1-2 of 2 Results

  • Keywords: Internet freedom x
Clear all

Article

Internet freedom is a process. Internet freedom takes place through a myriad of practices, such as technology development, media production, and policy work, through which various actors, existing within historical, cultural, economic, and political contexts, continuously seek to determine its meaning. Some of these practices take place within traditional Internet governance structures, yet others take place outside of these. Crypto-discourse refers to a partially fixed instance of the process in which actors seek to construct the meaning of Internet freedom that mainly takes place outside of traditional Internet governance structures. Crypto-discourse describes a process in which specific communities of crypto-advocates (groups of cryptographers, hackers, online privacy advocates, and technology journalists) attempt to define Internet freedom through community practices such as technological development and descriptive portrayals of encryption within interconnected communities that seek to develop and define encryption software, as well as through the dissemination of these developments and portrayals within and outside of these communities. The discursive work of the cypherpunks, interrelated discourse communities, and related technology journalism is at the core of crypto-discourse. Through crypto-discourse, crypto-advocates employ encryption software as an arena of negotiation. The representation of encryption software serves as a battlefield in a larger discursive struggle to define the meaning of Internet freedom. Crypto-discourse illustrates how social practices have normative implications for Internet governance debates regarding Internet freedom and in particular expectations for state authorities to uphold online rights. The relationship between freedom and the state that these crypto-advocates articulate as a response to specific events excludes other possible positive notions of Internet freedom in which the state has an obligation to ensure the protection of online rights.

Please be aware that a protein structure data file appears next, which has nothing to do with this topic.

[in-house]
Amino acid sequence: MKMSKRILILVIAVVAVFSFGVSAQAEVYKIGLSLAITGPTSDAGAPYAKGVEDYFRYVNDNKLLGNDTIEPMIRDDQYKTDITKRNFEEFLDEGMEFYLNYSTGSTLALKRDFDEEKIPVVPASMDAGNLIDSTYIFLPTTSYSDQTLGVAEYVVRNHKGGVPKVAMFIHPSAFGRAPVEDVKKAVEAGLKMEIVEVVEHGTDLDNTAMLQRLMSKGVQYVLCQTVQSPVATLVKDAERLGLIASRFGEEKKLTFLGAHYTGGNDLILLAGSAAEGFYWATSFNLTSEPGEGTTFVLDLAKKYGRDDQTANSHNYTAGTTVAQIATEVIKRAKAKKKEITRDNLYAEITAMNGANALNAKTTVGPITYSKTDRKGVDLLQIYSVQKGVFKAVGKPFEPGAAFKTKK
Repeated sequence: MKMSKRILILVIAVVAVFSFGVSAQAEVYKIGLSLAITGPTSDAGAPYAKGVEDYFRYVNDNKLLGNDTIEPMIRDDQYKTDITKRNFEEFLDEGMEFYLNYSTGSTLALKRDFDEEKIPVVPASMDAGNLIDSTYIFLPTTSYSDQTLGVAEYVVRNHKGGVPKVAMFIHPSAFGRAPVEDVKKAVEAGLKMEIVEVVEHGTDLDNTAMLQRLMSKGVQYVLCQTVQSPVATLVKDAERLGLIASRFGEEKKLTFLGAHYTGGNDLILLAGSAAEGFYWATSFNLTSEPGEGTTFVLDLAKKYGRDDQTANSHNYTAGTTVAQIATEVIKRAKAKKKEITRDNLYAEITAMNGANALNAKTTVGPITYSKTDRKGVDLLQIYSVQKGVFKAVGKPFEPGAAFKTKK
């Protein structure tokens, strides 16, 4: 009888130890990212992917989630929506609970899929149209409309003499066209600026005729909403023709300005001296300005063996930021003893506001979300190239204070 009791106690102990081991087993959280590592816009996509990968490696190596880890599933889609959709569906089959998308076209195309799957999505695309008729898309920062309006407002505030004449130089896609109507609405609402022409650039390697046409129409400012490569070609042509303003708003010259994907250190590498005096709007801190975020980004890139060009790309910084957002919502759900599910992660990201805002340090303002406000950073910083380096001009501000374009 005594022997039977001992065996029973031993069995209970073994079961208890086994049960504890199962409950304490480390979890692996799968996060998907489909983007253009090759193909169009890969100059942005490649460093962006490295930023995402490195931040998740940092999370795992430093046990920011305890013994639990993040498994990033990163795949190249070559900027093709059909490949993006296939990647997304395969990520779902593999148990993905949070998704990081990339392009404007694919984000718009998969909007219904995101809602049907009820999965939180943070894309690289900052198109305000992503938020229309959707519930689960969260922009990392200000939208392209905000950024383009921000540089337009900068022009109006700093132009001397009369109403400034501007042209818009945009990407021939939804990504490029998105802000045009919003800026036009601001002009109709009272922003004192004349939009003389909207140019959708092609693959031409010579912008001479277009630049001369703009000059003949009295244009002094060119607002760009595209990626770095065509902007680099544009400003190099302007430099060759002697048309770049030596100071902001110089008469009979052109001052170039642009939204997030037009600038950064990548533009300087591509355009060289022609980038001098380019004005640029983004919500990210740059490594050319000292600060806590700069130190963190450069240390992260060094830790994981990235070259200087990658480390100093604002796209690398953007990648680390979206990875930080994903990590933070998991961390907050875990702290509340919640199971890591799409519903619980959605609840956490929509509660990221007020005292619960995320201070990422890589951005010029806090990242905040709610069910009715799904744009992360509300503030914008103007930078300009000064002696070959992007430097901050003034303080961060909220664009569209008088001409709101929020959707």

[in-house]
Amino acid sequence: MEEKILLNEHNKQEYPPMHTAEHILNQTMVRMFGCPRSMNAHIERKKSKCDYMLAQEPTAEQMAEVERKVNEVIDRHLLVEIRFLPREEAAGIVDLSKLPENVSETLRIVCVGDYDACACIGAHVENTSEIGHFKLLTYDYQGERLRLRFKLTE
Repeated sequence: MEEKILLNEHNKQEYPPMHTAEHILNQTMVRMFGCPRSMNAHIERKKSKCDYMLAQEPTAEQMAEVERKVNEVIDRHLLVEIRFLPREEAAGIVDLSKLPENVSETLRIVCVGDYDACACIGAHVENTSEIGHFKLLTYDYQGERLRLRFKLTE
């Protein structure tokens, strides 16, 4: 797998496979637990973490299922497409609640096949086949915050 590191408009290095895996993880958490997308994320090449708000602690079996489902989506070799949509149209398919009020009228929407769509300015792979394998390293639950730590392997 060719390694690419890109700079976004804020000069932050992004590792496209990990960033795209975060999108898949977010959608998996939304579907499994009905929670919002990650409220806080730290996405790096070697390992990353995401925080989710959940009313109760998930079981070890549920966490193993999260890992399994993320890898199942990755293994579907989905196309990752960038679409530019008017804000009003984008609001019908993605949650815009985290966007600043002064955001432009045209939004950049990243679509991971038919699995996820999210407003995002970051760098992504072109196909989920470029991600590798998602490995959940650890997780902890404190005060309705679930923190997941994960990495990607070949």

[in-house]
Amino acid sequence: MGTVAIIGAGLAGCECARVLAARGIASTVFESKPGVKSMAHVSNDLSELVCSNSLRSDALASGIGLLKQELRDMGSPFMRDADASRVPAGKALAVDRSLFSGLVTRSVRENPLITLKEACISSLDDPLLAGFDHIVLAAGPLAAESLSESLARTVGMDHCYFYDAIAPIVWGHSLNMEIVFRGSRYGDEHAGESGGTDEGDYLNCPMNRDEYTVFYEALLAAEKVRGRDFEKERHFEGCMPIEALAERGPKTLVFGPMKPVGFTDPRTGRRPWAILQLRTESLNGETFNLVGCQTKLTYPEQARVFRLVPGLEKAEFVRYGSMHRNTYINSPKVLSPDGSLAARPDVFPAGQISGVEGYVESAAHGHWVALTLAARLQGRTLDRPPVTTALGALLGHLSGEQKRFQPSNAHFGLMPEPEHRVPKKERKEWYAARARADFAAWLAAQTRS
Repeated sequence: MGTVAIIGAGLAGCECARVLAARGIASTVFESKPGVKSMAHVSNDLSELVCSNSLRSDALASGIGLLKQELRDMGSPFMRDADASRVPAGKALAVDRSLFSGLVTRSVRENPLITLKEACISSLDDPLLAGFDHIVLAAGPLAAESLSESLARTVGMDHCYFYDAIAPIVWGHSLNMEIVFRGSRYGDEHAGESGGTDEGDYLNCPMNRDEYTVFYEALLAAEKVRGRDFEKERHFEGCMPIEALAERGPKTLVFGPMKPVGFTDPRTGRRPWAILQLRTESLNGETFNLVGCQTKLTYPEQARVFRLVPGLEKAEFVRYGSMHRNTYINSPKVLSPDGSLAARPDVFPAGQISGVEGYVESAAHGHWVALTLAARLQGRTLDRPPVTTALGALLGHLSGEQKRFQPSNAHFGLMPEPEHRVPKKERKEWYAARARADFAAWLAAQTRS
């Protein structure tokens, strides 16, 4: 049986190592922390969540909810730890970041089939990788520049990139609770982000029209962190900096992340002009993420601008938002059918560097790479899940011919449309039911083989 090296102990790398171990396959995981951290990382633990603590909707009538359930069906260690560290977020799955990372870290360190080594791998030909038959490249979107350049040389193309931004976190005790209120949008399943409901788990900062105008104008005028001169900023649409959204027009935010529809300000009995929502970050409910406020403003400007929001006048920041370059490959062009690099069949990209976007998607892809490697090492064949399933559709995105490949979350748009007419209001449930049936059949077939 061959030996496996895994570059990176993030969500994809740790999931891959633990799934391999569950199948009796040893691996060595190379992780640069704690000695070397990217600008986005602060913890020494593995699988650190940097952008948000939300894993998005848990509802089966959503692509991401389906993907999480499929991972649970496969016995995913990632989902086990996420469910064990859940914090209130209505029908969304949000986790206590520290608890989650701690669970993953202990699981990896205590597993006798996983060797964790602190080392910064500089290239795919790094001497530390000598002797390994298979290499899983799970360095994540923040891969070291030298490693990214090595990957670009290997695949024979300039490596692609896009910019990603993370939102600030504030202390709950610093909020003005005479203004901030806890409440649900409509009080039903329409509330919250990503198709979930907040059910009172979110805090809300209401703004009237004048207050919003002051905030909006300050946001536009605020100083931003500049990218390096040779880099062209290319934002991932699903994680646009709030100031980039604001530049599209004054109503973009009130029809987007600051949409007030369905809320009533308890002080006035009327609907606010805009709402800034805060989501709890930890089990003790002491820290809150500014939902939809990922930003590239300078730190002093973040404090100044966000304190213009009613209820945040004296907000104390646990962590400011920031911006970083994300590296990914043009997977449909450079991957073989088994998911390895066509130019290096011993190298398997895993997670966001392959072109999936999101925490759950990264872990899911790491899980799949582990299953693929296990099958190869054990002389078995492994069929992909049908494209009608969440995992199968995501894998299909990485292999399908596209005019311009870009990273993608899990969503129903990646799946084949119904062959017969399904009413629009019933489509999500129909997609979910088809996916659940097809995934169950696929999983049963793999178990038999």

Article

Edward L. Carter

The right to be forgotten is an emerging legal concept allowing individuals control over their online identities by demanding that Internet search engines remove certain results. The right has been supported by the European Court of Justice, some judges in Argentina, and data-protection regulators in several European countries, among others. The right is primarily grounded in notions of privacy and data protection but also relates to intellectual property, reputation, and right of publicity. Scholars and courts cite, as an intellectual if not legal root for the right to be forgotten, the legal principle that convicted criminals whose sentences are completed should not continually be publicly linked with their crimes. Critics contend that the right to be forgotten stands in conflict with freedom of expression and can lead to revisionist history. Scholars and others in the southern cone of South America, in particular, have decried the right to be forgotten because it could allow perpetrators of mass human rights abuses to cover up or obscure their atrocities. On the other hand, those in favor of the right to be forgotten say that digital technology preserves memory unnaturally and can impede forgiveness and individual progress. The right to be forgotten debate is far from resolved and poses difficult questions about access to, and control of, large amounts of digital information across national borders. Given the global nature of the Internet and the ubiquity of certain powerful search engines, the questions at issue are universal, but solutions thus far have been piecemeal. Although a 2014 decision by the Court of Justice of the European Union (EU) garnered much attention, the right to be forgotten has been largely shaped by a 1995 European Union Directive on Data Protection. In 2016, the EU adopted a new General Data Protection Regulation that will take effect in 2018 and could have a major impact because it contains an explicit right to be forgotten (also called right to erasure). The new regulation does not focus on the theoretical or philosophical justification for a right to be forgotten, and it appears likely the debate over the right in the EU and beyond will not be resolved even when the new rule takes effect.